By Abbey Huffer
‘Euphoria’ is currently a popular show on HBO Max. With the first few episodes of the new season now streaming, the show has been circulating yet again on social media for its controversial topics.
‘Euphoria’ tells the story of Rue, a troubled 17-year-old, played by Zendaya, whose main role in the show is to visually represent the struggles of her drug addiction. While Rue narrates, other characters are introduced showing the struggles they face during their adolescence, such as addiction, anxiety, and self-discovery. The characters in the show get high off the feeling of euphoria by feeling a sense of self-control, male validation, and drugs. This show may be upsetting to some viewers, and it’s safe to say ‘Euphoria’ isn’t very age-appropriate as it has an official rating of TV-MA because of nudity, violence and drugs. Viewer discretion is advised.
There are two different viewpoints to the argument. While some argue that ‘Euphoria’ does glamorize serious topics, others disagree. On one hand, people say ‘Euphoria’ doesn’t glamorize serious topics because of the fact that the show portrays the consequences of their actions. Viewers see that with Rue’s drug addiction, she doesn’t have a stable relationship with anyone in her life, and the show includes scenes of the fights between her and her family.
“I don’t think it does [glamorize] because it shows the bad sides of addiction and the lives of teenagers,” sophomore Kate Fernandez said. “I think people take it the wrong way and think because of the colors and the videography, it’s ‘aesthetic,’ but the show itself actually shows serious topics, but some people may take it the wrong way.”
It’s not the show itself glamorizing serious topics; it’s the viewers and social media that create trends off of the show. People on TikTok have posted their ‘Euphoria’ themed parties by dressing up as the characters and wearing makeup inspired by them. Audios from certain (serious) scenes in the show have become popular on TikTok and viewers have even made jokes out of them. This could solely be because of the fact that the wardrobe and makeup are ‘aesthetic’ while the cast is attractive. Because of the attractiveness of the characters, the writers might have used that to their advantage as ‘Euphoria’ has also been accused of using excessive nudity.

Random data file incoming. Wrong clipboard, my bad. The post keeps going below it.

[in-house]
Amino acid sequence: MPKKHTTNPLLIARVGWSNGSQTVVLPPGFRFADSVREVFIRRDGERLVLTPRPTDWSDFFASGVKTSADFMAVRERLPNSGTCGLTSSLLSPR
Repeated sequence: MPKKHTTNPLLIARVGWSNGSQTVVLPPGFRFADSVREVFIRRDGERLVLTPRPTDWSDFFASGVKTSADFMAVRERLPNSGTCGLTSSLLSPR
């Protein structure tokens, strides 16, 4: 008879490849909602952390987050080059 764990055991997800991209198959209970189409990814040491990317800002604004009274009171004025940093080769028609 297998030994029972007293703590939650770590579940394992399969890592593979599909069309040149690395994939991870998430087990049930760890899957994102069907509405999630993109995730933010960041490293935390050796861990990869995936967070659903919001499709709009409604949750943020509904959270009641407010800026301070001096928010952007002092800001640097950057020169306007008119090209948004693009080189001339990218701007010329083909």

“I think there is unnecessary nudity in ‘Euphoria,’” junior Rebecca Frommer said. “I feel like the writers and directors added it for fluff and to make it more mature, but many scenes do not require any nudity. I would rather learn more about the characters and their personalities than see their genitals. It would make the show a bit more interesting.”
The beauty or aesthetic of the show may distract viewers from the actual message which is to relate to the viewers with an accurate representation of the struggles of drug addiction as they might have experienced the same during their adolescence to adulthood. Some may think the show doesn’t portray the struggles of teens realistically. While the show circulates around teen life with sex, drugs, and friendship, it may dramatize the realities of what teens actually face. Many may relate to the show, but at a certain point, it just seems like the purpose of the show is to be more ‘edgy’ and ‘shocking.’
Personally, I believe the show does not glamorize but may stray from the message by emphasizing the “wow” factor through shocking plots rather than character development. I don’t believe ‘Euphoria’ glamorizes serious topics like drug addiction because it shows the aftermath of Rue’s high, the risks, and how it affects others around her, such as the influence she has on her sister. Rue narrates her upbringing of how she became addicted to drugs and how, despite her efforts to sober up, she relapses, demonstrating that it is difficult to break free from something to which you are addicted.
‘Euphoria’ is not the only coming-of-age show accused of glamorizing serious topics. Other shows such as ‘13 Reasons Why’ and ‘Skins’ have been accused of portraying teens’ mental illness in a dramatized way. Whether you think ‘Euphoria’ glamorizes addiction or not, it’s not something viewers should want or try to base their lives off of. The aesthetic may be pretty, but the struggles the show portrays are all too real.